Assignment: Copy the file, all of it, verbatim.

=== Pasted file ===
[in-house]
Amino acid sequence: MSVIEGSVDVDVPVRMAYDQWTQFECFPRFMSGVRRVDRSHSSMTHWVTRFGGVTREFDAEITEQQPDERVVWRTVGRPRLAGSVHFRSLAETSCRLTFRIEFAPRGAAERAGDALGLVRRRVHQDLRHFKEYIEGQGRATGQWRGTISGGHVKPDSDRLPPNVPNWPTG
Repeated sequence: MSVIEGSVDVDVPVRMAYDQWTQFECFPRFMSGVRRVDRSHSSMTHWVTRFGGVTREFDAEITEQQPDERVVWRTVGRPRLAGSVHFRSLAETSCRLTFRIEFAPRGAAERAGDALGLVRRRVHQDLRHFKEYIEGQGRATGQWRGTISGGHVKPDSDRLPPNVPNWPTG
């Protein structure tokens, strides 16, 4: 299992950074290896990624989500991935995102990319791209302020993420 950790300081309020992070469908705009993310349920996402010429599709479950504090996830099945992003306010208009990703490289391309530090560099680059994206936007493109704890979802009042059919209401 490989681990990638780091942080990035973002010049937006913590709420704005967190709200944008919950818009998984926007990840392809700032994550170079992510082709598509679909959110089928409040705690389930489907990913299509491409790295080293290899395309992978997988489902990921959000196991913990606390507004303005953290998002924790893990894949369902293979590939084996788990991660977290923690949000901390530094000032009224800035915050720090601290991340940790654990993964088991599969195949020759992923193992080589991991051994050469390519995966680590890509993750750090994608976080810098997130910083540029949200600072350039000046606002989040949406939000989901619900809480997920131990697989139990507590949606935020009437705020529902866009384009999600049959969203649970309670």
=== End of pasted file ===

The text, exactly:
[in-house]
Amino acid sequence: MSVIEGSVDVDVPVRMAYDQWTQFECFPRFMSGVRRVDRSHSSMTHWVTRFGGVTREFDAEITEQQPDERVVWRTVGRPRLAGSVHFRSLAETSCRLTFRIEFAPRGAAERAGDALGLVRRRVHQDLRHFKEYIEGQGRATGQWRGTISGGHVKPDSDRLPPNVPNWPTG
Repeated sequence: MSVIEGSVDVDVPVRMAYDQWTQFECFPRFMSGVRRVDRSHSSMTHWVTRFGGVTREFDAEITEQQPDERVVWRTVGRPRLAGSVHFRSLAETSCRLTFRIEFAPRGAAERAGDALGLVRRRVHQDLRHFKEYIEGQGRATGQWRGTISGGHVKPDSDRLPPNVPNWPTG
């Protein structure tokens, strides 16, 4: 299992950074290896990624989500991935995102990319791209302020993420 950790300081309020992070469908705009993310349920996402010429599709479950504090996830099945992003306010208009990703490289391309530090560099680059994206936007493109704890979802009042059919209401 490989681990990638780091942080990035973002010049937006913590709420704005967190709200944008919950818009998984926007990840392809700032994550170079992510082709598509679909959110089928409040705690389930489907990913299509491409790295080293290899395309992978997988489902990921959000196991913990606390507004303005953290998002924790893990894949369902293979590939084996788990991660977290923690949000901390530094000032009224800035915050720090601290991340940790654990993964088991599969195949020759992923193992080589991991051994050469390519995966680590890509993750750090994608976080810098997130910083540029949200600072350039000046606002989040949406939000989901619900809480997920131990697989139990507590949606935020009437705020529902866009384009999600049959969203649970309670």